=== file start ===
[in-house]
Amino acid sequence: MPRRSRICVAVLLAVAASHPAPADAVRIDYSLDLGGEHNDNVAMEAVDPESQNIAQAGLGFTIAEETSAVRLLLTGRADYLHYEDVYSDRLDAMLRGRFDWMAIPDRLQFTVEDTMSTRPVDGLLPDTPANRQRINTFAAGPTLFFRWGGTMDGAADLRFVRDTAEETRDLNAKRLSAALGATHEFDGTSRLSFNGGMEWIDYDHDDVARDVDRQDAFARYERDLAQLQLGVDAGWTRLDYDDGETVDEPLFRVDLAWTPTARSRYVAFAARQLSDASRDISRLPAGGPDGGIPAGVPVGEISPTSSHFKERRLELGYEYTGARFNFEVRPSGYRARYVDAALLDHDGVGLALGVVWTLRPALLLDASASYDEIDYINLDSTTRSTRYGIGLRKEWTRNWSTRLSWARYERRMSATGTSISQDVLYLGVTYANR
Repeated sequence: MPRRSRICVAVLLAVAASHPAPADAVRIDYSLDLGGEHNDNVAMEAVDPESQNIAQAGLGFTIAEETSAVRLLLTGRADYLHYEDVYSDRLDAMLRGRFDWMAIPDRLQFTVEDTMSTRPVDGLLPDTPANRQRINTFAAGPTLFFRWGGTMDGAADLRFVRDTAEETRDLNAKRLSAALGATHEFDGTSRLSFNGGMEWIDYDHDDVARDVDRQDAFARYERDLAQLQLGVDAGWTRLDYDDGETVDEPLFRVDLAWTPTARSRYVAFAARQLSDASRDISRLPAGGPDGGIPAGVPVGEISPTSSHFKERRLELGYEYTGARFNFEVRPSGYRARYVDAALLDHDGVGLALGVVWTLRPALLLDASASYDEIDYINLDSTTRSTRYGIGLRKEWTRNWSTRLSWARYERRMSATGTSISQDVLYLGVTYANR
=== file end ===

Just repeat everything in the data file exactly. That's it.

[in-house]
Amino acid sequence: MPRRSRICVAVLLAVAASHPAPADAVRIDYSLDLGGEHNDNVAMEAVDPESQNIAQAGLGFTIAEETSAVRLLLTGRADYLHYEDVYSDRLDAMLRGRFDWMAIPDRLQFTVEDTMSTRPVDGLLPDTPANRQRINTFAAGPTLFFRWGGTMDGAADLRFVRDTAEETRDLNAKRLSAALGATHEFDGTSRLSFNGGMEWIDYDHDDVARDVDRQDAFARYERDLAQLQLGVDAGWTRLDYDDGETVDEPLFRVDLAWTPTARSRYVAFAARQLSDASRDISRLPAGGPDGGIPAGVPVGEISPTSSHFKERRLELGYEYTGARFNFEVRPSGYRARYVDAALLDHDGVGLALGVVWTLRPALLLDASASYDEIDYINLDSTTRSTRYGIGLRKEWTRNWSTRLSWARYERRMSATGTSISQDVLYLGVTYANR
Repeated sequence: MPRRSRICVAVLLAVAASHPAPADAVRIDYSLDLGGEHNDNVAMEAVDPESQNIAQAGLGFTIAEETSAVRLLLTGRADYLHYEDVYSDRLDAMLRGRFDWMAIPDRLQFTVEDTMSTRPVDGLLPDTPANRQRINTFAAGPTLFFRWGGTMDGAADLRFVRDTAEETRDLNAKRLSAALGATHEFDGTSRLSFNGGMEWIDYDHDDVARDVDRQDAFARYERDLAQLQLGVDAGWTRLDYDDGETVDEPLFRVDLAWTPTARSRYVAFAARQLSDASRDISRLPAGGPDGGIPAGVPVGEISPTSSHFKERRLELGYEYTGARFNFEVRPSGYRARYVDAALLDHDGVGLALGVVWTLRPALLLDASASYDEIDYINLDSTTRSTRYGIGLRKEWTRNWSTRLSWARYERRMSATGTSISQDVLYLGVTYANR